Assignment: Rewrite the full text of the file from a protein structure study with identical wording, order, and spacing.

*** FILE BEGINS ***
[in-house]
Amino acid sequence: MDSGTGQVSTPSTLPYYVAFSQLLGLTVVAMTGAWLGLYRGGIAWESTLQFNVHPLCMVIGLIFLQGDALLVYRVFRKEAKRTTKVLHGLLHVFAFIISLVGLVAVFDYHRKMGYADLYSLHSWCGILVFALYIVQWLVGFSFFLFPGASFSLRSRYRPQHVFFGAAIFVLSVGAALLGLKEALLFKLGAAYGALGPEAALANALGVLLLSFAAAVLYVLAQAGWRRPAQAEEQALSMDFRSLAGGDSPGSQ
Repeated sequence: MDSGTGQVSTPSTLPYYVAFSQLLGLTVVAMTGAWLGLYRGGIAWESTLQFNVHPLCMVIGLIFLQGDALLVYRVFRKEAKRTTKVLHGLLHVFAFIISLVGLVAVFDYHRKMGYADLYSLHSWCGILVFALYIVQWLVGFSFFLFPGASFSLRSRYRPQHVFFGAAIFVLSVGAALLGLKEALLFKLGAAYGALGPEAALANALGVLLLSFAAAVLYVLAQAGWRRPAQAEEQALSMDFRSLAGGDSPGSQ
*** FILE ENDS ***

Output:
[in-house]
Amino acid sequence: MDSGTGQVSTPSTLPYYVAFSQLLGLTVVAMTGAWLGLYRGGIAWESTLQFNVHPLCMVIGLIFLQGDALLVYRVFRKEAKRTTKVLHGLLHVFAFIISLVGLVAVFDYHRKMGYADLYSLHSWCGILVFALYIVQWLVGFSFFLFPGASFSLRSRYRPQHVFFGAAIFVLSVGAALLGLKEALLFKLGAAYGALGPEAALANALGVLLLSFAAAVLYVLAQAGWRRPAQAEEQALSMDFRSLAGGDSPGSQ
Repeated sequence: MDSGTGQVSTPSTLPYYVAFSQLLGLTVVAMTGAWLGLYRGGIAWESTLQFNVHPLCMVIGLIFLQGDALLVYRVFRKEAKRTTKVLHGLLHVFAFIISLVGLVAVFDYHRKMGYADLYSLHSWCGILVFALYIVQWLVGFSFFLFPGASFSLRSRYRPQHVFFGAAIFVLSVGAALLGLKEALLFKLGAAYGALGPEAALANALGVLLLSFAAAVLYVLAQAGWRRPAQAEEQALSMDFRSLAGGDSPGSQ